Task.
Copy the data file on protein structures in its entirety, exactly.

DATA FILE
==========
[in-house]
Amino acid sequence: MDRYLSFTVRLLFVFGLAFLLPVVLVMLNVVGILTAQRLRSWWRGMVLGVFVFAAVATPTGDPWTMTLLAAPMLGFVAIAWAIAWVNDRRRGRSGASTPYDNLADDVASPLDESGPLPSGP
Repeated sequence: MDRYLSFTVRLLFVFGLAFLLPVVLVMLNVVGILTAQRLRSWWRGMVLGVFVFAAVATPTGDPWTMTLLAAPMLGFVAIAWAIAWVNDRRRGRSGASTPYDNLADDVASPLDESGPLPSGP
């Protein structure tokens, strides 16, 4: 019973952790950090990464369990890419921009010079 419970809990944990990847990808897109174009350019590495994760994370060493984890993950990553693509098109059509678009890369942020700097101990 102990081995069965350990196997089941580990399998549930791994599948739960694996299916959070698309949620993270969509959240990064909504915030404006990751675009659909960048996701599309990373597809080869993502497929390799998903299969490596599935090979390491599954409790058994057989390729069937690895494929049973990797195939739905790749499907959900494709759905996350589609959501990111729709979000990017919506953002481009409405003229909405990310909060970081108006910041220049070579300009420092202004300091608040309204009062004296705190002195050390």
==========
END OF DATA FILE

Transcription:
[in-house]
Amino acid sequence: MDRYLSFTVRLLFVFGLAFLLPVVLVMLNVVGILTAQRLRSWWRGMVLGVFVFAAVATPTGDPWTMTLLAAPMLGFVAIAWAIAWVNDRRRGRSGASTPYDNLADDVASPLDESGPLPSGP
Repeated sequence: MDRYLSFTVRLLFVFGLAFLLPVVLVMLNVVGILTAQRLRSWWRGMVLGVFVFAAVATPTGDPWTMTLLAAPMLGFVAIAWAIAWVNDRRRGRSGASTPYDNLADDVASPLDESGPLPSGP
């Protein structure tokens, strides 16, 4: 019973952790950090990464369990890419921009010079 419970809990944990990847990808897109174009350019590495994760994370060493984890993950990553693509098109059509678009890369942020700097101990 102990081995069965350990196997089941580990399998549930791994599948739960694996299916959070698309949620993270969509959240990064909504915030404006990751675009659909960048996701599309990373597809080869993502497929390799998903299969490596599935090979390491599954409790058994057989390729069937690895494929049973990797195939739905790749499907959900494709759905996350589609959501990111729709979000990017919506953002481009409405003229909405990310909060970081108006910041220049070579300009420092202004300091608040309204009062004296705190002195050390």